First, I would like to apologize for not being able to access the blog while I was in China. Now that I am back in the United States, I would like to share some of the experiences I had as a Blessing Hands intern in Yangshuo (and in the surrounding towns). I will try to break these stories (which were written while in China) down into different blogs for easier reading.

July 1st, 2007
Today we hosted our "Friendship Art Day" in Yangshuo. As I walked past the building where the event was to occur, I noticed many sights that demonstrated how the event had been highly anticipated in the area. Those who were hosting the event had hung a huge red banner at the site, letting everyone know of the "Live Painting Show" with the Sister Cities of Morehead and Yangshuo. Outside the building, many children (carting various art paraphernalia) were waiting calmly beside the locked entrance doors until the event would begin. Too, Gloria Wei had informed us that many students - those who were unable to be in attendance today - had sent in their artwork for the show. Already we were off to a great start!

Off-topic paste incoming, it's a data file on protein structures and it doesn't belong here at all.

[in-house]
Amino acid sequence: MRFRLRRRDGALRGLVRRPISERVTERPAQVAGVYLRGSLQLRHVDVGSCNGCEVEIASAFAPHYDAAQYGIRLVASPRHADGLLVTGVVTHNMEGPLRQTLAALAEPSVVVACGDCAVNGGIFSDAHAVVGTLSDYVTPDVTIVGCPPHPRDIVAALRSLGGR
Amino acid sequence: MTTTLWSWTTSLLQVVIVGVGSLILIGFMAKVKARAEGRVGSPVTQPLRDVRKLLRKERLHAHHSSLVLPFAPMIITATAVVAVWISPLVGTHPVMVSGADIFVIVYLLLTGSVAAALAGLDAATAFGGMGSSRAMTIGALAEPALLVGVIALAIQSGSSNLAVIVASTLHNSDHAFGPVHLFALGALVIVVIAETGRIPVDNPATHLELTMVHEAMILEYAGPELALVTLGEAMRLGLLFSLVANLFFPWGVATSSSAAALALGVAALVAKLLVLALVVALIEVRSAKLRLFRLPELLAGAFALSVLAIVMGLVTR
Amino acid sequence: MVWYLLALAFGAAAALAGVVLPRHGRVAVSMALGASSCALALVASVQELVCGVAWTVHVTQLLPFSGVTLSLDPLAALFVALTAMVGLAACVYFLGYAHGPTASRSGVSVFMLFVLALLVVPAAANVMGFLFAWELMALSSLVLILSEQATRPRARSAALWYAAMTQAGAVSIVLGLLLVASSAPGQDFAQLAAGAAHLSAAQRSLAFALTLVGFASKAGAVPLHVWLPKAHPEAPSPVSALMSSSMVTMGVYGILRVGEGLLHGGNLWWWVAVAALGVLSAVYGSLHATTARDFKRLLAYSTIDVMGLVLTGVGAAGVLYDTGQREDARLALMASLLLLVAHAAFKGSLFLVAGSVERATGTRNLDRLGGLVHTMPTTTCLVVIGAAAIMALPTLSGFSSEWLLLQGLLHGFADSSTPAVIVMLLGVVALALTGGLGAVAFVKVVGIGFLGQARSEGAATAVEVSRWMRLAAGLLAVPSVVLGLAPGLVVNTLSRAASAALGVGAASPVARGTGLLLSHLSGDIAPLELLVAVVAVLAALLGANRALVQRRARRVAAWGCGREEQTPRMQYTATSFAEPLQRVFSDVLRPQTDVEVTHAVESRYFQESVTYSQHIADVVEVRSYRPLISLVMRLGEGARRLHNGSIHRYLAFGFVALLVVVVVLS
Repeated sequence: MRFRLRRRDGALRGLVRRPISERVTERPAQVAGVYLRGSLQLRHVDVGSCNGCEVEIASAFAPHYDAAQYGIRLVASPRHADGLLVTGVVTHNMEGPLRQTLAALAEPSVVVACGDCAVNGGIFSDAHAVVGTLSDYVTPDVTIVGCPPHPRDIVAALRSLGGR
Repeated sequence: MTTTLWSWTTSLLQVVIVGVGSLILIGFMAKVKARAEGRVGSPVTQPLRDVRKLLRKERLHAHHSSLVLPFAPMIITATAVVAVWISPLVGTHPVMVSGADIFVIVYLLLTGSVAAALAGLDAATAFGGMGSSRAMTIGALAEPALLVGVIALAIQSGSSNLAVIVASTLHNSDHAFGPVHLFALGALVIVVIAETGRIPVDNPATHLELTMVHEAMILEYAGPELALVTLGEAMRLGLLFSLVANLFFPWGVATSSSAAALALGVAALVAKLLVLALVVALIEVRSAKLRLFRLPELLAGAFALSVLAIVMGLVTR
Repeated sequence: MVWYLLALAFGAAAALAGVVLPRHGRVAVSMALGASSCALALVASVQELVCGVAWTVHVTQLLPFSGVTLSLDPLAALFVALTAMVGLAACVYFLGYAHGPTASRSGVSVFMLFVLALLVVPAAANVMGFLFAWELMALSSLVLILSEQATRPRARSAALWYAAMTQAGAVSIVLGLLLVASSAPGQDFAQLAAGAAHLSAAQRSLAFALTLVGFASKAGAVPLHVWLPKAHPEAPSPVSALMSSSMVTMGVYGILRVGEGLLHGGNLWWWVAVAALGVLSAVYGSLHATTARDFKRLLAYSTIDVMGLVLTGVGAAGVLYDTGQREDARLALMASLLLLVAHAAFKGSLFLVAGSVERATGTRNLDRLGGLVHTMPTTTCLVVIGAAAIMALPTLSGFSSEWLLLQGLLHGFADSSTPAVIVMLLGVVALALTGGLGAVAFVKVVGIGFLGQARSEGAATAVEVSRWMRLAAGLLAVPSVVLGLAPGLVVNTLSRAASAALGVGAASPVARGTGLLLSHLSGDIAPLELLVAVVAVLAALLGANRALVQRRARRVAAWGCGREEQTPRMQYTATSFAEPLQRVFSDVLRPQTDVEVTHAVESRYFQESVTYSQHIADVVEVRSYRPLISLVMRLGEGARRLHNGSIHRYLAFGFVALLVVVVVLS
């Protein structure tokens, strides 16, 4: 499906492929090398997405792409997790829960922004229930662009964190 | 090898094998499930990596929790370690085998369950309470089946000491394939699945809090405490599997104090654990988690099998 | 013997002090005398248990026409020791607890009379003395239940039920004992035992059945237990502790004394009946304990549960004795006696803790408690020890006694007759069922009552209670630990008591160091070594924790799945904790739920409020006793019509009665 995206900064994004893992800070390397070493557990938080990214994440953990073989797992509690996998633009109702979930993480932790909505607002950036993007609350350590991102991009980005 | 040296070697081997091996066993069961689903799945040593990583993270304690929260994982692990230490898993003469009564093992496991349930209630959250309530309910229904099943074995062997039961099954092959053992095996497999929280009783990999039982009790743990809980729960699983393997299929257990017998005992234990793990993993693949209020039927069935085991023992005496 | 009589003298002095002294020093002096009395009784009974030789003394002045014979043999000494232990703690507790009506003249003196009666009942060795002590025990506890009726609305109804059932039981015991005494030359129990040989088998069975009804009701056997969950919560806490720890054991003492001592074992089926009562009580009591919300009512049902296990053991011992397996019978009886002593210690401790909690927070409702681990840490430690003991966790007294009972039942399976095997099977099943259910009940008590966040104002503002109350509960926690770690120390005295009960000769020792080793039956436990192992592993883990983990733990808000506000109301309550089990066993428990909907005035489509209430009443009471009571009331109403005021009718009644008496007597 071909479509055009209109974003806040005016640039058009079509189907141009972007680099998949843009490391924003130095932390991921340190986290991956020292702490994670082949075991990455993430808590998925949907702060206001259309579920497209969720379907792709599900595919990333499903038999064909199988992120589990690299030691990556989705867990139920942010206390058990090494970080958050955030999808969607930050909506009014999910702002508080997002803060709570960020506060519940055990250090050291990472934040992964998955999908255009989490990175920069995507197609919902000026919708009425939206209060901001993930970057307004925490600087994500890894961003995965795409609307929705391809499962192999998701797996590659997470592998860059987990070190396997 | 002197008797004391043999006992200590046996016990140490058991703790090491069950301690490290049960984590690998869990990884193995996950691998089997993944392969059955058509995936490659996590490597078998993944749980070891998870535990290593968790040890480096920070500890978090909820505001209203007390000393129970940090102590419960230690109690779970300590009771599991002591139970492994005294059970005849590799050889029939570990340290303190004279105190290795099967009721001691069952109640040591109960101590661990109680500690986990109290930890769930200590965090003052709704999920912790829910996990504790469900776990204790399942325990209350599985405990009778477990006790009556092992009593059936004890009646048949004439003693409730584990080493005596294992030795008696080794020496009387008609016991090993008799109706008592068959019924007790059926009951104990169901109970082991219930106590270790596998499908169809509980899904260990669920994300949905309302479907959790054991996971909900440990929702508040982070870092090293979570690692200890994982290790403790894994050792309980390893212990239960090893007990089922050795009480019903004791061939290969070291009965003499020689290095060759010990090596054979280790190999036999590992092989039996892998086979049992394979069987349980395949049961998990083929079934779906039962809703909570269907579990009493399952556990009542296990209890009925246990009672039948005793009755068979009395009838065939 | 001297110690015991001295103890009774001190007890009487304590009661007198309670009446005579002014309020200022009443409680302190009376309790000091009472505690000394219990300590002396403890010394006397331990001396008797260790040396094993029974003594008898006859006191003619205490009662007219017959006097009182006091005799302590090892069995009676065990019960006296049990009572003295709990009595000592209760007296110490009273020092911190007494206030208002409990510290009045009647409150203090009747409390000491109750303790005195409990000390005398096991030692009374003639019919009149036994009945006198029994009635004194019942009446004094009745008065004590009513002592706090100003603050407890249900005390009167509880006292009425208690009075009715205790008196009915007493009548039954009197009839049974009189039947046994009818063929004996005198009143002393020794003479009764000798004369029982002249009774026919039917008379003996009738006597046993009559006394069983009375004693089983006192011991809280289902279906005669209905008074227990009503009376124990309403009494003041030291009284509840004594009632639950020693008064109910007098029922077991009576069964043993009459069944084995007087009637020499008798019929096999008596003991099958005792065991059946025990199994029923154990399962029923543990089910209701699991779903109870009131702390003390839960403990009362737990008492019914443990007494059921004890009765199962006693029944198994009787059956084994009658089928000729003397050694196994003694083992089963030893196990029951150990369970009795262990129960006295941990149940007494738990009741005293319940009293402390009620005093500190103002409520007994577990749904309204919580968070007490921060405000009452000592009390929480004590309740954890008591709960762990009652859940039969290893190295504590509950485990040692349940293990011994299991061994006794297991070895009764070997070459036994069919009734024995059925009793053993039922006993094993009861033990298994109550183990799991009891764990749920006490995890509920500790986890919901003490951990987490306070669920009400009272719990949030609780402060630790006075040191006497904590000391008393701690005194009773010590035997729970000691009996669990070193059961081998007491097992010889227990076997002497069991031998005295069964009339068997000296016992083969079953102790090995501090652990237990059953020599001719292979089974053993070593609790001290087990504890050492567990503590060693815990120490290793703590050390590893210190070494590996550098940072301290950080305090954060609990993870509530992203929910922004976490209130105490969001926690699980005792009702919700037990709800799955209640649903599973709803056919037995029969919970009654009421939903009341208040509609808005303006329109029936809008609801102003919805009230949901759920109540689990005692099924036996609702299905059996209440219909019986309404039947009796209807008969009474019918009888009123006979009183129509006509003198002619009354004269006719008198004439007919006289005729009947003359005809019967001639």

As the event unfolded, about 50-60 students (ages 13-18) piled into the courtyard and began spreading out their art supplies onto the sun-speckled wooden desks. No student seemed at a loss as to where to begin; each had a specific idea of what to create and remained very focused on the task at hand. The children were engaged in all types of media, from oil paint to pencil. I was fascinated to observe how their meticulous brush strokes transformed into amazing pieces. At one desk, huge pink flowers blossomed... at another, a gray and black eagle perched, commanding his territory... at another, two painted geishas giggled surreptitiously in a corner... at yet another, a smiling child held hands with the Earth, proclaiming a love for peace.